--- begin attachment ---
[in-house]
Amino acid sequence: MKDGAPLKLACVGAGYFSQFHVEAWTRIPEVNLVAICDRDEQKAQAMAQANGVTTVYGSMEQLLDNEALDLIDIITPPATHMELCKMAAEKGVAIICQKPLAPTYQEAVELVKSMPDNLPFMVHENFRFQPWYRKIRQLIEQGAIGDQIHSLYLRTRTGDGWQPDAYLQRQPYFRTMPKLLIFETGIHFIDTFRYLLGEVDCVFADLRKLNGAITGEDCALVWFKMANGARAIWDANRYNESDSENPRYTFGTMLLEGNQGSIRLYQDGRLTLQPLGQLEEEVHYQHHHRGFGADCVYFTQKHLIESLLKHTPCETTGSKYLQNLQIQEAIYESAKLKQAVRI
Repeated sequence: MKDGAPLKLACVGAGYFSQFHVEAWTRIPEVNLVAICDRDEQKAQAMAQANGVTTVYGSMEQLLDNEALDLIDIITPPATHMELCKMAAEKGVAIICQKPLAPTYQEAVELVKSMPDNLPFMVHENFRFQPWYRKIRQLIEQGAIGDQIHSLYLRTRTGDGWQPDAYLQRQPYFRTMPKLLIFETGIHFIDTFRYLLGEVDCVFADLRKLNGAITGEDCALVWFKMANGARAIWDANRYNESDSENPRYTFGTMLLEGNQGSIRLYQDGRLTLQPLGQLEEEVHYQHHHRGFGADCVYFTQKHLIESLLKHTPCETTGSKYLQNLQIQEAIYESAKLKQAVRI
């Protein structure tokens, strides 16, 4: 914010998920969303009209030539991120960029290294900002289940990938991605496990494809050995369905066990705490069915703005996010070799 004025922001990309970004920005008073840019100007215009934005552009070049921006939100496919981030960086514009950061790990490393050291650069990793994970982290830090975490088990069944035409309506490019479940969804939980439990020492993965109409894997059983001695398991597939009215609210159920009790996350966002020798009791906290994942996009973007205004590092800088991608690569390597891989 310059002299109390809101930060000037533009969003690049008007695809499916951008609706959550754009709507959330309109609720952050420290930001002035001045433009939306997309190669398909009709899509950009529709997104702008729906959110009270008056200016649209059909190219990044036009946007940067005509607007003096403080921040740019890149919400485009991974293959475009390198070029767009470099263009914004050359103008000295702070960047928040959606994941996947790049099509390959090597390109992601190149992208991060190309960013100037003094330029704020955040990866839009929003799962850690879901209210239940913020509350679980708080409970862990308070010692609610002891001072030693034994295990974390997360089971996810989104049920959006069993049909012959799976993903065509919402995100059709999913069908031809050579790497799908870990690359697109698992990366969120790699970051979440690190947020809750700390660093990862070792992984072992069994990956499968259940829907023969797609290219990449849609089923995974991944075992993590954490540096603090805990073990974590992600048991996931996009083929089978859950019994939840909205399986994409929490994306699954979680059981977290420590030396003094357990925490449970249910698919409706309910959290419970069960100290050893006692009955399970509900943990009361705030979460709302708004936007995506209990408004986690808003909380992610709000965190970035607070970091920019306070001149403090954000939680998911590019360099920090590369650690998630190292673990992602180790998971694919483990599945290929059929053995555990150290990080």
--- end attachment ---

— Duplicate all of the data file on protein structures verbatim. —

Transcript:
[in-house]
Amino acid sequence: MKDGAPLKLACVGAGYFSQFHVEAWTRIPEVNLVAICDRDEQKAQAMAQANGVTTVYGSMEQLLDNEALDLIDIITPPATHMELCKMAAEKGVAIICQKPLAPTYQEAVELVKSMPDNLPFMVHENFRFQPWYRKIRQLIEQGAIGDQIHSLYLRTRTGDGWQPDAYLQRQPYFRTMPKLLIFETGIHFIDTFRYLLGEVDCVFADLRKLNGAITGEDCALVWFKMANGARAIWDANRYNESDSENPRYTFGTMLLEGNQGSIRLYQDGRLTLQPLGQLEEEVHYQHHHRGFGADCVYFTQKHLIESLLKHTPCETTGSKYLQNLQIQEAIYESAKLKQAVRI
Repeated sequence: MKDGAPLKLACVGAGYFSQFHVEAWTRIPEVNLVAICDRDEQKAQAMAQANGVTTVYGSMEQLLDNEALDLIDIITPPATHMELCKMAAEKGVAIICQKPLAPTYQEAVELVKSMPDNLPFMVHENFRFQPWYRKIRQLIEQGAIGDQIHSLYLRTRTGDGWQPDAYLQRQPYFRTMPKLLIFETGIHFIDTFRYLLGEVDCVFADLRKLNGAITGEDCALVWFKMANGARAIWDANRYNESDSENPRYTFGTMLLEGNQGSIRLYQDGRLTLQPLGQLEEEVHYQHHHRGFGADCVYFTQKHLIESLLKHTPCETTGSKYLQNLQIQEAIYESAKLKQAVRI
């Protein structure tokens, strides 16, 4: 914010998920969303009209030539991120960029290294900002289940990938991605496990494809050995369905066990705490069915703005996010070799 004025922001990309970004920005008073840019100007215009934005552009070049921006939100496919981030960086514009950061790990490393050291650069990793994970982290830090975490088990069944035409309506490019479940969804939980439990020492993965109409894997059983001695398991597939009215609210159920009790996350966002020798009791906290994942996009973007205004590092800088991608690569390597891989 310059002299109390809101930060000037533009969003690049008007695809499916951008609706959550754009709507959330309109609720952050420290930001002035001045433009939306997309190669398909009709899509950009529709997104702008729906959110009270008056200016649209059909190219990044036009946007940067005509607007003096403080921040740019890149919400485009991974293959475009390198070029767009470099263009914004050359103008000295702070960047928040959606994941996947790049099509390959090597390109992601190149992208991060190309960013100037003094330029704020955040990866839009929003799962850690879901209210239940913020509350679980708080409970862990308070010692609610002891001072030693034994295990974390997360089971996810989104049920959006069993049909012959799976993903065509919402995100059709999913069908031809050579790497799908870990690359697109698992990366969120790699970051979440690190947020809750700390660093990862070792992984072992069994990956499968259940829907023969797609290219990449849609089923995974991944075992993590954490540096603090805990073990974590992600048991996931996009083929089978859950019994939840909205399986994409929490994306699954979680059981977290420590030396003094357990925490449970249910698919409706309910959290419970069960100290050893006692009955399970509900943990009361705030979460709302708004936007995506209990408004986690808003909380992610709000965190970035607070970091920019306070001149403090954000939680998911590019360099920090590369650690998630190292673990992602180790998971694919483990599945290929059929053995555990150290990080």